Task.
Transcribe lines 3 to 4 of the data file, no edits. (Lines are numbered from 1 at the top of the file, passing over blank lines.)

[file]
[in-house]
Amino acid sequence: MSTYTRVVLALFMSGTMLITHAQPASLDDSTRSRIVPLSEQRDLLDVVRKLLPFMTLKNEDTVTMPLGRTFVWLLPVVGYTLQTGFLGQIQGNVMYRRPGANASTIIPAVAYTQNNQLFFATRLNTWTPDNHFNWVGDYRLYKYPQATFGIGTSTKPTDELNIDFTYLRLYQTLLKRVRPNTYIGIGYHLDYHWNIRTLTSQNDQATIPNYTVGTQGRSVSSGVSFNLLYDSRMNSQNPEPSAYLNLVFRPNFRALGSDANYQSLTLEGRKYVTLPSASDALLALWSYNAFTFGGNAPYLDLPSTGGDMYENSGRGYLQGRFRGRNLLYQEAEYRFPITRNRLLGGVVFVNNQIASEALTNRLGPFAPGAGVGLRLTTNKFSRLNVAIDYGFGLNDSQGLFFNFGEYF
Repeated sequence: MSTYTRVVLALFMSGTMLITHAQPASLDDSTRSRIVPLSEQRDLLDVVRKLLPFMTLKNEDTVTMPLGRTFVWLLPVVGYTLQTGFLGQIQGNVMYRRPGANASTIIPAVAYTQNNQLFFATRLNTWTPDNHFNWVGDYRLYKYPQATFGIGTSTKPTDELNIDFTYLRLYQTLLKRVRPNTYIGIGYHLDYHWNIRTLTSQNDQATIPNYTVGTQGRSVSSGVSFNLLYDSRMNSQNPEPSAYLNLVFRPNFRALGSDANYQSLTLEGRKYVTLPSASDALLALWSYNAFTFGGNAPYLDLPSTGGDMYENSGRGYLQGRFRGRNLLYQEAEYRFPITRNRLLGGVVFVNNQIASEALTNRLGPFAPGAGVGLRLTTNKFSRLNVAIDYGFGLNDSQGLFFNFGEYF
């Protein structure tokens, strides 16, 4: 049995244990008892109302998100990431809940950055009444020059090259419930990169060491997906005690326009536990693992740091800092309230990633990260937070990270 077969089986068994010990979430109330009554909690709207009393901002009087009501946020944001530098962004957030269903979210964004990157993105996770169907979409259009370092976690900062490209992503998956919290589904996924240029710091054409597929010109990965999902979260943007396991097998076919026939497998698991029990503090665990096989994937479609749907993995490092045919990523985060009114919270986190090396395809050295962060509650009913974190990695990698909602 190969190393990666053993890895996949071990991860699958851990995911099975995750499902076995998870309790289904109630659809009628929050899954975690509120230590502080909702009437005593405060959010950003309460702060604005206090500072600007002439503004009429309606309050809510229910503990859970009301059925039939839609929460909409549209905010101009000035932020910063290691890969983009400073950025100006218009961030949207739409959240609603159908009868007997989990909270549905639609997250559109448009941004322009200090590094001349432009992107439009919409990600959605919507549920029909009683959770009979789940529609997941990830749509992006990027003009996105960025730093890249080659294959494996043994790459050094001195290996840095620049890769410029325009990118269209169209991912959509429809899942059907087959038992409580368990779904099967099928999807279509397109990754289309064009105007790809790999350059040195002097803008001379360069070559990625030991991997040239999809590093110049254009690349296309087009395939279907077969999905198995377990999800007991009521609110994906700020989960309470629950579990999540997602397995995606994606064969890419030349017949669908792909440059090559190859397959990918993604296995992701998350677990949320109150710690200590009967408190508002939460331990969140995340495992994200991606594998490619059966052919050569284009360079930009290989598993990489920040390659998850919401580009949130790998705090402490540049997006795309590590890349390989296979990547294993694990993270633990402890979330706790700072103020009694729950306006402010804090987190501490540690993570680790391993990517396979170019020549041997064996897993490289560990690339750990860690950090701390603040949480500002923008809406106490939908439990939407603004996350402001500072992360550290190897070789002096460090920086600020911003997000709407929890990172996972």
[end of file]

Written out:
Repeated sequence: MSTYTRVVLALFMSGTMLITHAQPASLDDSTRSRIVPLSEQRDLLDVVRKLLPFMTLKNEDTVTMPLGRTFVWLLPVVGYTLQTGFLGQIQGNVMYRRPGANASTIIPAVAYTQNNQLFFATRLNTWTPDNHFNWVGDYRLYKYPQATFGIGTSTKPTDELNIDFTYLRLYQTLLKRVRPNTYIGIGYHLDYHWNIRTLTSQNDQATIPNYTVGTQGRSVSSGVSFNLLYDSRMNSQNPEPSAYLNLVFRPNFRALGSDANYQSLTLEGRKYVTLPSASDALLALWSYNAFTFGGNAPYLDLPSTGGDMYENSGRGYLQGRFRGRNLLYQEAEYRFPITRNRLLGGVVFVNNQIASEALTNRLGPFAPGAGVGLRLTTNKFSRLNVAIDYGFGLNDSQGLFFNFGEYF
């Protein structure tokens, strides 16, 4: 049995244990008892109302998100990431809940950055009444020059090259419930990169060491997906005690326009536990693992740091800092309230990633990260937070990270 077969089986068994010990979430109330009554909690709207009393901002009087009501946020944001530098962004957030269903979210964004990157993105996770169907979409259009370092976690900062490209992503998956919290589904996924240029710091054409597929010109990965999902979260943007396991097998076919026939497998698991029990503090665990096989994937479609749907993995490092045919990523985060009114919270986190090396395809050295962060509650009913974190990695990698909602 190969190393990666053993890895996949071990991860699958851990995911099975995750499902076995998870309790289904109630659809009628929050899954975690509120230590502080909702009437005593405060959010950003309460702060604005206090500072600007002439503004009429309606309050809510229910503990859970009301059925039939839609929460909409549209905010101009000035932020910063290691890969983009400073950025100006218009961030949207739409959240609603159908009868007997989990909270549905639609997250559109448009941004322009200090590094001349432009992107439009919409990600959605919507549920029909009683959770009979789940529609997941990830749509992006990027003009996105960025730093890249080659294959494996043994790459050094001195290996840095620049890769410029325009990118269209169209991912959509429809899942059907087959038992409580368990779904099967099928999807279509397109990754289309064009105007790809790999350059040195002097803008001379360069070559990625030991991997040239999809590093110049254009690349296309087009395939279907077969999905198995377990999800007991009521609110994906700020989960309470629950579990999540997602397995995606994606064969890419030349017949669908792909440059090559190859397959990918993604296995992701998350677990949320109150710690200590009967408190508002939460331990969140995340495992994200991606594998490619059966052919050569284009360079930009290989598993990489920040390659998850919401580009949130790998705090402490540049997006795309590590890349390989296979990547294993694990993270633990402890979330706790700072103020009694729950306006402010804090987190501490540690993570680790391993990517396979170019020549041997064996897993490289560990690339750990860690950090701390603040949480500002923008809406106490939908439990939407603004996350402001500072992360550290190897070789002096460090920086600020911003997000709407929890990172996972």